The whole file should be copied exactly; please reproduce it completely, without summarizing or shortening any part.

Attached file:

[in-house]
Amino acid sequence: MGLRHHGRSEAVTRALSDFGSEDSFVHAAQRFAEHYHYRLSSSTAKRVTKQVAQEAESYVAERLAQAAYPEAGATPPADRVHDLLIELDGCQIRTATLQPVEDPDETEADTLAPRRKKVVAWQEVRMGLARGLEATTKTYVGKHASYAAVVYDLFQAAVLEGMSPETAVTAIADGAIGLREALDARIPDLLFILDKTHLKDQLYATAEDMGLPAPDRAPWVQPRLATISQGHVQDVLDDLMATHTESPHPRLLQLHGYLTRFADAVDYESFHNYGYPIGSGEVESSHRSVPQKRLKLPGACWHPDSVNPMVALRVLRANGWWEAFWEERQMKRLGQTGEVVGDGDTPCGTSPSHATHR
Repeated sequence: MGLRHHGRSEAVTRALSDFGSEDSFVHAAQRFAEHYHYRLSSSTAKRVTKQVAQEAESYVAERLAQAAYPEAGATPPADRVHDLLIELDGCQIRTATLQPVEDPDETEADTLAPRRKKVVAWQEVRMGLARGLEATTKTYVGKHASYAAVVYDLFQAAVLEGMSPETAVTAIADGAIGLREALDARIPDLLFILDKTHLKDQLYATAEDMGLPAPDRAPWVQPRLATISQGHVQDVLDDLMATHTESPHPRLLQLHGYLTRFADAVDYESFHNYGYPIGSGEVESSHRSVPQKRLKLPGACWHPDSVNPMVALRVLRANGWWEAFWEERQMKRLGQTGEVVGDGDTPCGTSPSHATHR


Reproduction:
[in-house]
Amino acid sequence: MGLRHHGRSEAVTRALSDFGSEDSFVHAAQRFAEHYHYRLSSSTAKRVTKQVAQEAESYVAERLAQAAYPEAGATPPADRVHDLLIELDGCQIRTATLQPVEDPDETEADTLAPRRKKVVAWQEVRMGLARGLEATTKTYVGKHASYAAVVYDLFQAAVLEGMSPETAVTAIADGAIGLREALDARIPDLLFILDKTHLKDQLYATAEDMGLPAPDRAPWVQPRLATISQGHVQDVLDDLMATHTESPHPRLLQLHGYLTRFADAVDYESFHNYGYPIGSGEVESSHRSVPQKRLKLPGACWHPDSVNPMVALRVLRANGWWEAFWEERQMKRLGQTGEVVGDGDTPCGTSPSHATHR
Repeated sequence: MGLRHHGRSEAVTRALSDFGSEDSFVHAAQRFAEHYHYRLSSSTAKRVTKQVAQEAESYVAERLAQAAYPEAGATPPADRVHDLLIELDGCQIRTATLQPVEDPDETEADTLAPRRKKVVAWQEVRMGLARGLEATTKTYVGKHASYAAVVYDLFQAAVLEGMSPETAVTAIADGAIGLREALDARIPDLLFILDKTHLKDQLYATAEDMGLPAPDRAPWVQPRLATISQGHVQDVLDDLMATHTESPHPRLLQLHGYLTRFADAVDYESFHNYGYPIGSGEVESSHRSVPQKRLKLPGACWHPDSVNPMVALRVLRANGWWEAFWEERQMKRLGQTGEVVGDGDTPCGTSPSHATHR